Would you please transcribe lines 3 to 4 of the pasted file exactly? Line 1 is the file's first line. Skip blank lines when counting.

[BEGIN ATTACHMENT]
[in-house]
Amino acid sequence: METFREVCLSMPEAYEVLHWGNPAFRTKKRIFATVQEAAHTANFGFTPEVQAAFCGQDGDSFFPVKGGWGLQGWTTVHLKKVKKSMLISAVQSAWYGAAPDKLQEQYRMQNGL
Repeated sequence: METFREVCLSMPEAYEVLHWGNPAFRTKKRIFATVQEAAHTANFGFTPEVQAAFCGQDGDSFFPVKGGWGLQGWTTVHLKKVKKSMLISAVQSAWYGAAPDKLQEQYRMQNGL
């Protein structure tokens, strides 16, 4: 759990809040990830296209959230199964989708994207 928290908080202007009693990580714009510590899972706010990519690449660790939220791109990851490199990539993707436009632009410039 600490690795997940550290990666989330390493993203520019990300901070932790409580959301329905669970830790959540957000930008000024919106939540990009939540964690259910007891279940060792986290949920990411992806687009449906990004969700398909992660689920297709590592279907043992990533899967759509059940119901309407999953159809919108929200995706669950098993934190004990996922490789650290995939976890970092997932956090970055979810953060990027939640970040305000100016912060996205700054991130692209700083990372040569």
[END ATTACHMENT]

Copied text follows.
Repeated sequence: METFREVCLSMPEAYEVLHWGNPAFRTKKRIFATVQEAAHTANFGFTPEVQAAFCGQDGDSFFPVKGGWGLQGWTTVHLKKVKKSMLISAVQSAWYGAAPDKLQEQYRMQNGL
């Protein structure tokens, strides 16, 4: 759990809040990830296209959230199964989708994207 928290908080202007009693990580714009510590899972706010990519690449660790939220791109990851490199990539993707436009632009410039 600490690795997940550290990666989330390493993203520019990300901070932790409580959301329905669970830790959540957000930008000024919106939540990009939540964690259910007891279940060792986290949920990411992806687009449906990004969700398909992660689920297709590592279907043992990533899967759509059940119901309407999953159809919108929200995706669950098993934190004990996922490789650290995939976890970092997932956090970055979810953060990027939640970040305000100016912060996205700054991130692209700083990372040569």